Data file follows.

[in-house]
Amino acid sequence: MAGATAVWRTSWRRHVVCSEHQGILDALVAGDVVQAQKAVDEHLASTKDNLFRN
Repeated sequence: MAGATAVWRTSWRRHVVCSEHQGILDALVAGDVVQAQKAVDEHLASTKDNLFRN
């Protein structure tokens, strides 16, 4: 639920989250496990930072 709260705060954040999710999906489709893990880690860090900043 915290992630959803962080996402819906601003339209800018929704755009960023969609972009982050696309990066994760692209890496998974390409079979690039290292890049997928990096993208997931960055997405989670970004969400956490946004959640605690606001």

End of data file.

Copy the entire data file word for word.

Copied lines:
[in-house]
Amino acid sequence: MAGATAVWRTSWRRHVVCSEHQGILDALVAGDVVQAQKAVDEHLASTKDNLFRN
Repeated sequence: MAGATAVWRTSWRRHVVCSEHQGILDALVAGDVVQAQKAVDEHLASTKDNLFRN
């Protein structure tokens, strides 16, 4: 639920989250496990930072 709260705060954040999710999906489709893990880690860090900043 915290992630959803962080996402819906601003339209800018929704755009960023969609972009982050696309990066994760692209890496998974390409079979690039290292890049997928990096993208997931960055997405989670970004969400956490946004959640605690606001």